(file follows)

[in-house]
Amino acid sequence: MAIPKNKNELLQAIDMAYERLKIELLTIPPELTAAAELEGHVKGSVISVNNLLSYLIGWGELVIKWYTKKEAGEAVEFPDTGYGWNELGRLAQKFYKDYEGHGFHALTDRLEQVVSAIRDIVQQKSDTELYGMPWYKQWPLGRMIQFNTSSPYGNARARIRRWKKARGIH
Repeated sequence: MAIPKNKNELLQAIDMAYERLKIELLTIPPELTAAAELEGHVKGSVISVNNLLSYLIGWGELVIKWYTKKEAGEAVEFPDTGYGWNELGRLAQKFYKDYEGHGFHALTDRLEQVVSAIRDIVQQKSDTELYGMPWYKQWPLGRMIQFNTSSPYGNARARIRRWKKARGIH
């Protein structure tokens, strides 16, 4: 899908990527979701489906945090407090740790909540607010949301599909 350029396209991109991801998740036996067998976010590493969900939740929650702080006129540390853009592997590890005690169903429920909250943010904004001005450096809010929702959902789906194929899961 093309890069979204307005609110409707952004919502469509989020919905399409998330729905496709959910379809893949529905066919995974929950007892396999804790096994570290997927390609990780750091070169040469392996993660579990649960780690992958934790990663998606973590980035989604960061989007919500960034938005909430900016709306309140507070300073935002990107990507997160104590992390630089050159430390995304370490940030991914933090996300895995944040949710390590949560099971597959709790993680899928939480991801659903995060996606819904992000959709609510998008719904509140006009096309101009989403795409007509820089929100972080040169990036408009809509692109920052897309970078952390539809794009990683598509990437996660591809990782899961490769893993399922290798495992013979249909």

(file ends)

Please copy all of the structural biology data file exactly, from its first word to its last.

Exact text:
[in-house]
Amino acid sequence: MAIPKNKNELLQAIDMAYERLKIELLTIPPELTAAAELEGHVKGSVISVNNLLSYLIGWGELVIKWYTKKEAGEAVEFPDTGYGWNELGRLAQKFYKDYEGHGFHALTDRLEQVVSAIRDIVQQKSDTELYGMPWYKQWPLGRMIQFNTSSPYGNARARIRRWKKARGIH
Repeated sequence: MAIPKNKNELLQAIDMAYERLKIELLTIPPELTAAAELEGHVKGSVISVNNLLSYLIGWGELVIKWYTKKEAGEAVEFPDTGYGWNELGRLAQKFYKDYEGHGFHALTDRLEQVVSAIRDIVQQKSDTELYGMPWYKQWPLGRMIQFNTSSPYGNARARIRRWKKARGIH
């Protein structure tokens, strides 16, 4: 899908990527979701489906945090407090740790909540607010949301599909 350029396209991109991801998740036996067998976010590493969900939740929650702080006129540390853009592997590890005690169903429920909250943010904004001005450096809010929702959902789906194929899961 093309890069979204307005609110409707952004919502469509989020919905399409998330729905496709959910379809893949529905066919995974929950007892396999804790096994570290997927390609990780750091070169040469392996993660579990649960780690992958934790990663998606973590980035989604960061989007919500960034938005909430900016709306309140507070300073935002990107990507997160104590992390630089050159430390995304370490940030991914933090996300895995944040949710390590949560099971597959709790993680899928939480991801659903995060996606819904992000959709609510998008719904509140006009096309101009989403795409007509820089929100972080040169990036408009809509692109920052897309970078952390539809794009990683598509990437996660591809990782899961490769893993399922290798495992013979249909």